Sleeping issue:

Like numbness, sleep problems are also related to neurological symptoms. Insomnia and Hypersomnia are the two commonly known sleep disorders that can critically affect your health. While in insomnia, you will not be able to sleep, hypersomnia makes you sleep excessively. These disorders then give way to anxiety that again is another symptom of neurological disorders.

Partial or complete loss of vision:

When there is some damage to the brain’s occipital lobe that controls the vision, a person may get affected by the partial or complete loss of vision. This neurological vision impairment is associated with symptoms such as blurry or hazy vision, double vision, photophobia (a problem in bright light), etc. The person is also not able to perceive and interpret his/her surroundings making it difficult for him/her to interact with people.

What division of the nervous system is working when we experience emotions?

Emotional states are accompanied by arousal, our experiences of the bodily responses created by the sympathetic division of the autonomic nervous system. Your sympathetic nervous system is part of your autonomic nervous system. It could be called your “autonomic” nervous system, as it is responsible for many functions that you don’t have to think about to control. This can include control of your heart rate, blood pressure, digestion, urination and sweating, among other functions.

Your sympathetic nervous system is best known for its role in responding to dangerous or stressful situations. In these situations, your sympathetic nervous system activates to speed up your heart rate, deliver more blood to areas of your body that need more oxygen or other responses to help you get out of danger.

Our emotions are determined in part by responses of the sympathetic nervous system (SNS)—the division of the autonomic nervous system that is involved in preparing the body to respond to threats by activating the organs and the glands in the endocrine system. The SNS works in opposition to the parasympathetic nervous system (PNS), the division of the autonomic nervous system that is involved in resting, digesting, relaxing, and recovering.

When it is activated, the SNS provides us with energy to respond to our environment. The liver puts extra sugar into the bloodstream, the heart pumps more blood, our pupils dilate to help us see better, respiration increases, and we begin to perspire to cool the body. The sympathetic nervous system also acts to release stress hormones including epinephrine and norepinephrine. At the same time, the action of the PNS is decreased.

We experience the activation of the SNS as arousal—changes in bodily sensations, including increased blood pressure, heart rate, perspiration, and respiration. Arousal is the feeling that accompanies strong emotions. I’m sure you can remember a time when you were in love, angry, afraid, or very sad and experienced the arousal that accompanied the emotion. Perhaps you remember feeling flushed, feeling your heart pounding, feeling sick to your stomach, or having trouble breathing.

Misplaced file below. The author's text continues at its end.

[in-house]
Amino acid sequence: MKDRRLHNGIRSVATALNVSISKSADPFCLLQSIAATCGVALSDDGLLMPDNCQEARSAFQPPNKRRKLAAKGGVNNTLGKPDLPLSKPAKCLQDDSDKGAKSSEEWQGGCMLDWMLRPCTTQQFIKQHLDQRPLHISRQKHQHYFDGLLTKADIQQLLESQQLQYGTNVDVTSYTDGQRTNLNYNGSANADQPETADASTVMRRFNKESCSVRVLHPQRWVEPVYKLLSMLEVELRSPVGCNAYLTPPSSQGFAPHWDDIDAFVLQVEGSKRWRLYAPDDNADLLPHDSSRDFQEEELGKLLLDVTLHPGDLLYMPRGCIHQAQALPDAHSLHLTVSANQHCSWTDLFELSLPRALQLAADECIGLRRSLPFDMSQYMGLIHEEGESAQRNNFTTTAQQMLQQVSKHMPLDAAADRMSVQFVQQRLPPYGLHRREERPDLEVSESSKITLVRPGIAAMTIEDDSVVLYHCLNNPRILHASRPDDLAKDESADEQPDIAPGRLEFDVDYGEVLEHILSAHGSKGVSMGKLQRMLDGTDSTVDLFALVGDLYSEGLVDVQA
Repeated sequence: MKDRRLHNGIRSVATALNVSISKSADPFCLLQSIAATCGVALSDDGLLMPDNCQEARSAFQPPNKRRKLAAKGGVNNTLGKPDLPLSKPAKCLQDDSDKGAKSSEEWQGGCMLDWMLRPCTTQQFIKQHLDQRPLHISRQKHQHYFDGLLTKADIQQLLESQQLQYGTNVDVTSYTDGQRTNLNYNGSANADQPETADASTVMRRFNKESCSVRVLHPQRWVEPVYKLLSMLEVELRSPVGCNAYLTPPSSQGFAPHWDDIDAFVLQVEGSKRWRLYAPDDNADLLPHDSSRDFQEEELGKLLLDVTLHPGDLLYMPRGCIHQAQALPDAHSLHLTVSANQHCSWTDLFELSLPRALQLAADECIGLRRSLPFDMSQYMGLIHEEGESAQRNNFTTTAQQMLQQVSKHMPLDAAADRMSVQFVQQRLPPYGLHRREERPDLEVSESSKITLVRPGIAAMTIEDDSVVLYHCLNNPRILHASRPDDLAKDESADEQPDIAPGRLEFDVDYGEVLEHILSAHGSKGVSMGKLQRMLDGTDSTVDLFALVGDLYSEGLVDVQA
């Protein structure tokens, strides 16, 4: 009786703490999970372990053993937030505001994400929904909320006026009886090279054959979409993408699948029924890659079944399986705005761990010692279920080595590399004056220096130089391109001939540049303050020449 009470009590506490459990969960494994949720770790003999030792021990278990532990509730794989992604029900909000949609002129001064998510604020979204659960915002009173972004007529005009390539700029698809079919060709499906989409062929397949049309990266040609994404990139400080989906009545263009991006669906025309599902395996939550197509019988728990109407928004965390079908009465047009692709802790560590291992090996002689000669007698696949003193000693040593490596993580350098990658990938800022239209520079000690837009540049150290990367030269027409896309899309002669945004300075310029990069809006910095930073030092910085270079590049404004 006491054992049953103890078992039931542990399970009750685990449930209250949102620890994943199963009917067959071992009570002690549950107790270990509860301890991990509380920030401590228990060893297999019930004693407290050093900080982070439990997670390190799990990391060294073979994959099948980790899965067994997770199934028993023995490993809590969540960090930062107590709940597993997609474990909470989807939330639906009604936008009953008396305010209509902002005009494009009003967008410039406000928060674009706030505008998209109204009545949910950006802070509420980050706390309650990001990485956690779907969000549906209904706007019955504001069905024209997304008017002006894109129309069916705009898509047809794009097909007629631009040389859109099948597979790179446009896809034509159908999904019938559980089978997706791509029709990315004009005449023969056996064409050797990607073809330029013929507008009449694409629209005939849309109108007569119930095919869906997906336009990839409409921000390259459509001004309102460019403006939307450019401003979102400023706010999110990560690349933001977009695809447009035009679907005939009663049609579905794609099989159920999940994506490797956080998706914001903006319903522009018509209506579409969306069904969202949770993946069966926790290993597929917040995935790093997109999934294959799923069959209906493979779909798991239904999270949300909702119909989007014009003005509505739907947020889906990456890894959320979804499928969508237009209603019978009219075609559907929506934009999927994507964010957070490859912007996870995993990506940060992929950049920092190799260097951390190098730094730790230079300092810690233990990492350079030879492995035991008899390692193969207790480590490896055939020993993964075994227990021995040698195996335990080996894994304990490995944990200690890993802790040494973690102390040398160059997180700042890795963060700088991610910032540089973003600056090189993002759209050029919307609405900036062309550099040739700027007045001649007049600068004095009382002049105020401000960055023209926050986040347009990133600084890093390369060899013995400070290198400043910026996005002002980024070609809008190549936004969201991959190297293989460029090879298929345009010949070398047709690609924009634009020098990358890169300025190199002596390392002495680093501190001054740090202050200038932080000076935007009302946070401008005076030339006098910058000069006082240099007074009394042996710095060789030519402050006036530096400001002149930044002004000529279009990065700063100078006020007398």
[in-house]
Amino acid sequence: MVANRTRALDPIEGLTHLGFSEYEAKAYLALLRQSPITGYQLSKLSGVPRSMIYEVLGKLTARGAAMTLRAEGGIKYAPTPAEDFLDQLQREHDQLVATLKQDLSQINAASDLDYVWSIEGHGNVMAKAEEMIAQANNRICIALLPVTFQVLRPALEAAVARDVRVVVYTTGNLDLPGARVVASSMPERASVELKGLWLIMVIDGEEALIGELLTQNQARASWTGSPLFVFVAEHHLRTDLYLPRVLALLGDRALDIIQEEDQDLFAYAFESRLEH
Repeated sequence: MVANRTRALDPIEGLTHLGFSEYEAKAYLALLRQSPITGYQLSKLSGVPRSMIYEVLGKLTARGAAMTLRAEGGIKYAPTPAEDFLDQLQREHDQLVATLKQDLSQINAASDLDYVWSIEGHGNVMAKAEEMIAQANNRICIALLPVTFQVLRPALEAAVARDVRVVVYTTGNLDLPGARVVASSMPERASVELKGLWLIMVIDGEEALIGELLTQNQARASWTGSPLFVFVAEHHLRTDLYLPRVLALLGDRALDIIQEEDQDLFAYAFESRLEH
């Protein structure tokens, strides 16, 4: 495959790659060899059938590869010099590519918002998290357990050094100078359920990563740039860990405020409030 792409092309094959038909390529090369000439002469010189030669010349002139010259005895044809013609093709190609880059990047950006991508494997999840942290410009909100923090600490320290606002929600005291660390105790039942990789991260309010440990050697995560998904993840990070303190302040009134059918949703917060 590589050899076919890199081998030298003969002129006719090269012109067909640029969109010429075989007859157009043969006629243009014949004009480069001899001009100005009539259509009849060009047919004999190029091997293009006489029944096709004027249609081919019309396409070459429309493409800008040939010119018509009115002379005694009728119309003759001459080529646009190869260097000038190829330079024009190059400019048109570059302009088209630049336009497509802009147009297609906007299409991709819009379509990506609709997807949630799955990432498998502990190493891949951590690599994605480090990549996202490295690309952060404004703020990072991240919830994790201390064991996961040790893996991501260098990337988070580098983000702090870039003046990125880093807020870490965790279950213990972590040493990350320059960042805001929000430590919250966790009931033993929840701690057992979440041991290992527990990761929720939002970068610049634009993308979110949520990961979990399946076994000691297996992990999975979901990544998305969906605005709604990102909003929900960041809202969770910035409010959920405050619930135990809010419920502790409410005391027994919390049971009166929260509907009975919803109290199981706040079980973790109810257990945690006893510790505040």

The experience of emotion is also controlled in part by one of the evolutionarily oldest parts of our brain—the part known as the limbic system—which includes several brain structures that help us experience emotion. Particularly important is the amygdala, the region in the limbic system that is primarily responsible for regulating our perceptions of, and reactions to, aggression and fear.

The amygdala has connections to other bodily systems related to emotions, including the facial muscles, which perceive and express emotions, and it also regulates the release of neurotransmitters related to stress and aggression. When we experience events that are dangerous, the amygdala stimulates the brain to remember the details of the situation so that we learn to avoid it in the future.

Conclusion:

Your emotions are invisible energies in motion that move through you with lightning-fast speed, flooding you with signals of either pleasure or pain. Like brush strokes on a blank canvas, your emotions color your world with contrast and meaning. For many of us, emotions seem to have an interior life and will of their own.

Previously, it was thought emotions were purely mental activities generated by the brain, over which we had little or no control. We now know that emotions have as much to do with the body as with the brain. Today, the idea of the body and brain being completely separate is fast being replaced by the holistic model of mind, body and spirit being intimately connected.

You have conscious or voluntary control over the sensory and motor systems of your central nervous system. The sensory branch of your central nervous system receives and transmits information from the outside world through your five senses (sound, sight, smell, taste and touch) to your brain. So, you can perceive the physical world around you while the motor branch of your central nervous system carries internal signals from your brain to your body, making it possible for you to walk, talk and perform actions in the world around you.

The autonomic branch of your nervous system is non-conscious or involuntary, meaning you have no apparent control over its function. Your autonomic nervous system operates at a subconscious level to control all the functions of your internal organs and glands which secrete hormones.

Although the methods for reconditioning the habit patterns of your mind and emotions are simple to do, it’s your commitment to practicing them consistently until they become second nature that will empower you to effectively reduce long-term patterns of stress and promote health and well-being. The long-term benefits of one person’s choice to manage their emotions and neutralize negativity in the environment cannot be underestimated.